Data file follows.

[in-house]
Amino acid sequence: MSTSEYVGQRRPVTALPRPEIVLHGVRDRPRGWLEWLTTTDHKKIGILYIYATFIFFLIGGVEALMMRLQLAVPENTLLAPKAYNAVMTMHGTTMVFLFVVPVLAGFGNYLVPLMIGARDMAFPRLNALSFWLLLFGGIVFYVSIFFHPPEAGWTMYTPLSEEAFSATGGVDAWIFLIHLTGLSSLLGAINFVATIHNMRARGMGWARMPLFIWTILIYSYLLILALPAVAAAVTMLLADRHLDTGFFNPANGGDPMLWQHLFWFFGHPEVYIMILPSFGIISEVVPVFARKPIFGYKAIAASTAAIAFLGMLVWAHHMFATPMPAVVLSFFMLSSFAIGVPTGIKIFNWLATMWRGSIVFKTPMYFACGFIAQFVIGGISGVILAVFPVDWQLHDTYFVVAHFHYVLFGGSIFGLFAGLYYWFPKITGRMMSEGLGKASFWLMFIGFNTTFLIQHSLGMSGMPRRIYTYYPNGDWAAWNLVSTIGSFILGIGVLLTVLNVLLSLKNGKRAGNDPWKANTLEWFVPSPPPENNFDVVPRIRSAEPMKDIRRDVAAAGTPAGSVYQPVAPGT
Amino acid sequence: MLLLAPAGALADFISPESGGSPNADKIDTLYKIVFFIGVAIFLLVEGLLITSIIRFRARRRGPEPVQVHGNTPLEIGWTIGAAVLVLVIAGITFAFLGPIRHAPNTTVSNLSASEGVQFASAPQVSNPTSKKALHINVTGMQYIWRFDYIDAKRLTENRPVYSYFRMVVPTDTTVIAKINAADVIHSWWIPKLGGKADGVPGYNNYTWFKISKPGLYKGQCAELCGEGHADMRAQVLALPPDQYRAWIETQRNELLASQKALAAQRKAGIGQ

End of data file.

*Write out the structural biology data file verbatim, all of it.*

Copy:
[in-house]
Amino acid sequence: MSTSEYVGQRRPVTALPRPEIVLHGVRDRPRGWLEWLTTTDHKKIGILYIYATFIFFLIGGVEALMMRLQLAVPENTLLAPKAYNAVMTMHGTTMVFLFVVPVLAGFGNYLVPLMIGARDMAFPRLNALSFWLLLFGGIVFYVSIFFHPPEAGWTMYTPLSEEAFSATGGVDAWIFLIHLTGLSSLLGAINFVATIHNMRARGMGWARMPLFIWTILIYSYLLILALPAVAAAVTMLLADRHLDTGFFNPANGGDPMLWQHLFWFFGHPEVYIMILPSFGIISEVVPVFARKPIFGYKAIAASTAAIAFLGMLVWAHHMFATPMPAVVLSFFMLSSFAIGVPTGIKIFNWLATMWRGSIVFKTPMYFACGFIAQFVIGGISGVILAVFPVDWQLHDTYFVVAHFHYVLFGGSIFGLFAGLYYWFPKITGRMMSEGLGKASFWLMFIGFNTTFLIQHSLGMSGMPRRIYTYYPNGDWAAWNLVSTIGSFILGIGVLLTVLNVLLSLKNGKRAGNDPWKANTLEWFVPSPPPENNFDVVPRIRSAEPMKDIRRDVAAAGTPAGSVYQPVAPGT
Amino acid sequence: MLLLAPAGALADFISPESGGSPNADKIDTLYKIVFFIGVAIFLLVEGLLITSIIRFRARRRGPEPVQVHGNTPLEIGWTIGAAVLVLVIAGITFAFLGPIRHAPNTTVSNLSASEGVQFASAPQVSNPTSKKALHINVTGMQYIWRFDYIDAKRLTENRPVYSYFRMVVPTDTTVIAKINAADVIHSWWIPKLGGKADGVPGYNNYTWFKISKPGLYKGQCAELCGEGHADMRAQVLALPPDQYRAWIETQRNELLASQKALAAQRKAGIGQ